Engineering a brighter future for the UK
The forthcoming New Model in Technology & Engineering is set to help education get the radical overhaul it urgently requires, says Prof David Allan
Posted by Julian Owen | September 28, 2018 | Higher education
engineering, new-model-in-technology-engineering-nmite, fourth-industrial-revolution, engineering-uks-brand-monitor-ebm, stem, olin-college-of-engineering

Technology is fundamentally reshaping the way we live and work and the UK must start producing more – and more diverse – engineering graduates if it is to keep up with the pace of change enveloping the world.

It is no secret that the UK has a shortage of trained engineers. Engineering UK claims a further 1.8 million new engineers and technicians are needed by 2025 if we are going to keep up with demand.

We must change how we recruit young students into the profession to attract a much broader range of candidates, in particular women. After all, if the world is designed by just half of the population, how can it be user-friendly for everyone?

In September 2019, the New Model in Technology and Engineering (NMiTE) is due to open its doors to students. We plan to tear up the rule book on how undergraduate engineers are trained in the UK, implementing a revolutionary curriculum that will deal with real world rather than theoretical problems.

The new university is developing a learning programme that will prepare interdisciplinary engineers for a world in which technology is changing who we are. This world will also need people who are not just great engineers but also create collaboratively, consider the consequences, and communicate complexity lucidly.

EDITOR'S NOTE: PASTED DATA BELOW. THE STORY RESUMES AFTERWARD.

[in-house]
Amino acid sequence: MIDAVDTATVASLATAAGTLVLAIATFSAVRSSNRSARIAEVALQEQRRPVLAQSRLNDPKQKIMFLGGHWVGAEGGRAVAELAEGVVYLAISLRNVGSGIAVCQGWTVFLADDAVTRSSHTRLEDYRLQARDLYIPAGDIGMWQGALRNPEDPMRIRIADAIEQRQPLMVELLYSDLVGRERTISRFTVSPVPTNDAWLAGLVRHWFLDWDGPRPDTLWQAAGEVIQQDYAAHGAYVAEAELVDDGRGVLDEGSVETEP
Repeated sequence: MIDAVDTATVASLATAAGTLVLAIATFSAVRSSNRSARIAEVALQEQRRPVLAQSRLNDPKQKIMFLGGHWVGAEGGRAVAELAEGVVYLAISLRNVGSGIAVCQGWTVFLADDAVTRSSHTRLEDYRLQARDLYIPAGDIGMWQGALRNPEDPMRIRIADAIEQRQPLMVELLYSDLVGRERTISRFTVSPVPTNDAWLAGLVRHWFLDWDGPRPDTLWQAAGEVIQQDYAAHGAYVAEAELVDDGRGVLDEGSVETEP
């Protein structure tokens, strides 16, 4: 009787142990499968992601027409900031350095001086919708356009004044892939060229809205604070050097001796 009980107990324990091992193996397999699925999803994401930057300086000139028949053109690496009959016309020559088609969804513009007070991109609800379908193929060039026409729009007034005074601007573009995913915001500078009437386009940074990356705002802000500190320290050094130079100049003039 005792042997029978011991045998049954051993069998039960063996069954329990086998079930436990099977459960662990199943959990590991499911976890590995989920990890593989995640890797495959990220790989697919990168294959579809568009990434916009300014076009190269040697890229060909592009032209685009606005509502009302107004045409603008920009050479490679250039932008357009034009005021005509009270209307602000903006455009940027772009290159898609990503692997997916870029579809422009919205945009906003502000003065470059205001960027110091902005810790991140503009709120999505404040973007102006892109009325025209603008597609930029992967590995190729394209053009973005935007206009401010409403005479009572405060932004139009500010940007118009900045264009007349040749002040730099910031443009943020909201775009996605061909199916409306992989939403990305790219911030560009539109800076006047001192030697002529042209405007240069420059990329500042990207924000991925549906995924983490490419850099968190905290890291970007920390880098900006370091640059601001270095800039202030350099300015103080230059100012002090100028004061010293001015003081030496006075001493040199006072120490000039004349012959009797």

Our engineers will be equipped for the Fourth Industrial Revolution and merge the physical, digital and biological worlds; a world that will require engineers to be more human than ever.

NMiTE is adopting a radical approach to recruiting undergraduates, and we are looking for engineering companies to get involved, to work with us to shape our curriculum, to hire our students, and to let us work on your engineering challenges.

We are taking the radical but necessary step of removing the prerequisite demand for maths or physics A Level from future applicants. It is our strong belief that the strict entry requirements have been the biggest challenge for young people wanting to take up a career in engineering.

"We are making a statement that the engineering profession is open for business to everyone with the intellect and determination."

By dropping the A Level barrier we are not lowering standards, but driving them up. Most young people decide their A Level subjects based on what they have learned at school, instead of considering their future career choices. They are encouraged to do just that by an education system that rewards high grades rather than learning and understanding.

The result is that we are automatically barring a whole section of young people from considering an engineering career, regardless of how suitable they might be.